Did you worry much about what may be lost to foreign audiences who may not be clued up the pidgin English and "Nigerianisms" used in the film?

You can't come to Lagos and make a film about the slum in English. I felt like the pidgin English was as important as the location. My mind was not about where the foreign audience would accept it or whatever. My mind was "how do I make a film that is authentic to Nigeria? How do I make a film that would show of Lagos?" It would do no justice to use English.

Who are the other key players in Nigeria's "nu wave" film and tv you would like to highlight?

When you talk about new wave key players you're talking about Abba Makama whose film "Green White Green" inspired me to make "Kasala". CJ SeriObasi, ImoEmoren, Jade Sholat Siberi, Kemi Adetiba. So many new directors are springing out nollywood. And they're new directors making amazing stuff. I'm really really excited about the future.

How did you raise the funding needed to make "Kasala"?

When I wanted to make Kasala, it was not the kind of story people would fund. I decided in order to bring this story to live, to use the skills I'd gained over the years—to produce, direct, shoot and edit. Not because I wanted to be in control, because I didn't have the budget. That is the sport of new director coming in now. We're fighting against all odds and it is now beginning to be clear that it's way beyond nollywood. Kasala has been to over 20 international festivals and counting. And there an audience for our films, there's an audience for our voices.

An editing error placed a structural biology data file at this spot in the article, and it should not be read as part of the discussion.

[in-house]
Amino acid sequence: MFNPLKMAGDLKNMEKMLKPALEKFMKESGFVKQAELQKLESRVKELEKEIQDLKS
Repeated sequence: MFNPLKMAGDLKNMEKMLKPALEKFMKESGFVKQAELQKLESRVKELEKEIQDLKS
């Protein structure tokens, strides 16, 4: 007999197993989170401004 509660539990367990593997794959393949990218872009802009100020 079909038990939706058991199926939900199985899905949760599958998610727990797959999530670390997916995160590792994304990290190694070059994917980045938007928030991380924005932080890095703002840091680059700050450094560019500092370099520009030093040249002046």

What are you expectations for it at the festival?

I really don't know what to expect. I just hope that they love the film. For the Nigerians in the diaspora,I hope that it brings back memories of Lagos. For black people I hope it gives them a sense of how we are back home to help them connect with us as Africans. For the foreign audience I hope that they see a Nigeria of passion, of community, of tenacity, of brotherhood of love.

"Kasala" will be released worldwide on December 7th

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Indomie: Unpacking a Nigerian Tradition